The risk of individuals losing their homes and life savings to care costs is a real one. The average annual cost of nursing home care is estimated to be over £44,000 per annum and support to pay these fees is means-tested.
Individuals with savings of over £23,250 often have to pay for their care costs in full without support and are typically known as ‘self-funders’. An estimated £7bn of personal funds are spent on social care each year and for individuals going into a residential or nursing home, it can mean having to sell their home if a partner is no longer living in it.
Many individuals want to be able to pass on assets to their wider families but can still require use of them during their lifetime. This could potentially be achieved by making gifts to wider family members or to a discretionary trust established for the benefit of the family.
Trusts are generally used in family situations where an individual wishes to give assets away for the wider and long-term benefit of the family, but still wishes to retain control of them during their lifetime. They therefore provide some comfort that property will not be sold without their permission.
Thought should be given to the wider consequences of creating a trust, as part of a wider review of an individual’s personal affairs. For example, what are the inheritance tax implications of making such gifts, and will the individual have sufficient funds to support themselves throughout their retirement? In general, a gift of property is unlikely to have any significant advantage from an inheritance tax perspective whilst the individual continues to live in it, unless a market-value rent is paid.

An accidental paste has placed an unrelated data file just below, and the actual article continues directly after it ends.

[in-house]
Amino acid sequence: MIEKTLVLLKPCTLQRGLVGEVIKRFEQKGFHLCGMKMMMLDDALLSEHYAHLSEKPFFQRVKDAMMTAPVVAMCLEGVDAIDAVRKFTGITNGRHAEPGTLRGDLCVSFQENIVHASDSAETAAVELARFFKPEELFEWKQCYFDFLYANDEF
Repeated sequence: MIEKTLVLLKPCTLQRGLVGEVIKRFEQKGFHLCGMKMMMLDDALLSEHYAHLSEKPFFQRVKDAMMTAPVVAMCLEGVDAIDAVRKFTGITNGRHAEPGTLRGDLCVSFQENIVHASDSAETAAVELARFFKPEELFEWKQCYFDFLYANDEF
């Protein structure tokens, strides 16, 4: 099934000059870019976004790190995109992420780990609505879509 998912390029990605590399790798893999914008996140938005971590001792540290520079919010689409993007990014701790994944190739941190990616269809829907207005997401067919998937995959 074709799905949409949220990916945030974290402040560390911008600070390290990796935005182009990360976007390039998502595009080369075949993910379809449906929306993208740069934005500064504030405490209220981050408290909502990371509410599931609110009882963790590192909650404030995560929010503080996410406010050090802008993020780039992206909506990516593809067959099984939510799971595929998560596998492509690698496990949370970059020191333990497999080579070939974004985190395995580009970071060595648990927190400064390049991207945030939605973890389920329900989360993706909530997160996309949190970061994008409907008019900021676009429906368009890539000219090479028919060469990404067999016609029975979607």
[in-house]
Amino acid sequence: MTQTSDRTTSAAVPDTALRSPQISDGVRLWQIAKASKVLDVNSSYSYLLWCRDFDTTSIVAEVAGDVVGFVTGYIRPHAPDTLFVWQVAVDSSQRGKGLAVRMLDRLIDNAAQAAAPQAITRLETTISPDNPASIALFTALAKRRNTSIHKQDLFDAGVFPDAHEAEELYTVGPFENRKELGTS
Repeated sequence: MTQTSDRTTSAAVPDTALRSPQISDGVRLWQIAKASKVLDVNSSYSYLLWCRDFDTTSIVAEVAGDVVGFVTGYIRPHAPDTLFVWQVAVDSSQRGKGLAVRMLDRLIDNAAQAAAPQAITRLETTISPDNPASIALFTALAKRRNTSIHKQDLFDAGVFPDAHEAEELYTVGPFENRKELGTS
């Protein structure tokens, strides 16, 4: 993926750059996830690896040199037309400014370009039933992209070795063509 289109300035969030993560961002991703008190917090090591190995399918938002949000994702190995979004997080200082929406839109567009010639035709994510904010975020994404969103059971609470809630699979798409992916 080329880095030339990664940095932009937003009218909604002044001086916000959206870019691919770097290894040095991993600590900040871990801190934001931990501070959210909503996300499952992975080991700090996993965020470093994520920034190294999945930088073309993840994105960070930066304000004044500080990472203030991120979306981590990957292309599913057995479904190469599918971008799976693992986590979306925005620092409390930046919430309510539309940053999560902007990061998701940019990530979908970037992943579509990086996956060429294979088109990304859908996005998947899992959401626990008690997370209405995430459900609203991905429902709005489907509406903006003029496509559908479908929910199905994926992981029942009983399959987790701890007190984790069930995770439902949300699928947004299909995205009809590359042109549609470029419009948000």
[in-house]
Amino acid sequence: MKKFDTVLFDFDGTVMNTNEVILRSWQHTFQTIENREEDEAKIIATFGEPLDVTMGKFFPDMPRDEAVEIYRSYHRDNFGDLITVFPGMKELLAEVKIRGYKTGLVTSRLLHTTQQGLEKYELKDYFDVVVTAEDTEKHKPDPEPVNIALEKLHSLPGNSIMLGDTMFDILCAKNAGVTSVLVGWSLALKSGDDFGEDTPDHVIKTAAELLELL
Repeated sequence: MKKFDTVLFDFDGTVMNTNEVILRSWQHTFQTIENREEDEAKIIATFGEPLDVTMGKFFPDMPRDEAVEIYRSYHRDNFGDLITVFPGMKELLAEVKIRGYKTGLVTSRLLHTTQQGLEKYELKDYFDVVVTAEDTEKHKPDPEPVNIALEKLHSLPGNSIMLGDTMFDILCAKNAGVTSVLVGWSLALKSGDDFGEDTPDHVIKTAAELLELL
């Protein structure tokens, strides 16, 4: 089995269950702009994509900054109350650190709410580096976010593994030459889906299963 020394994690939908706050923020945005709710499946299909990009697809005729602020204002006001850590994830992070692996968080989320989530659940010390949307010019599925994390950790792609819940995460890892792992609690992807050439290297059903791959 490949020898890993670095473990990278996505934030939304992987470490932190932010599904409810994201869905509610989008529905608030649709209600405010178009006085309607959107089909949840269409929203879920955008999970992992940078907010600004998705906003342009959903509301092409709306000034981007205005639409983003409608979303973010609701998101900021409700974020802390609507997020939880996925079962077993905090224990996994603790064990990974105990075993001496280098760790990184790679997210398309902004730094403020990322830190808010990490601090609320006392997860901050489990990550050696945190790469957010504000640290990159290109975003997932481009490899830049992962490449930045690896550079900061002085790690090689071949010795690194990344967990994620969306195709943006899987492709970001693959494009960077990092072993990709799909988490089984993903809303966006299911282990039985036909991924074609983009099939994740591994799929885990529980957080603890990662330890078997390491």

Alternatives to making gifts might therefore be explored and some individuals invest in financial products, known as ‘immediate care plans’, which can provide an annuity income that is tax free if it is paid directly to a care provider.
It is important to note that even if a property is gifted or put into trust, it is still possible for local authorities to challenge the validity of this as a ‘deliberate deprivation of assets’ to meet care fees. Two key areas that will be looked at are: firstly, whether the individual knew that they might need care; and, secondly, whether avoiding care costs was a significant reason for making the gift.
The timing and, importantly, the intention of any gift is therefore crucial and, if the individual is not fit and healthy at the time of the gift, the assets could well be counted in any means-tested calculation.
Ultimately, early advice as part of a wider succession planning exercise is important for gifts to fall outside the lottery of paying for care, and individuals should be particularly wary of marketed trust schemes where the primary motive is the avoidance of social care costs as they could incur unnecessary tax costs and professional fees.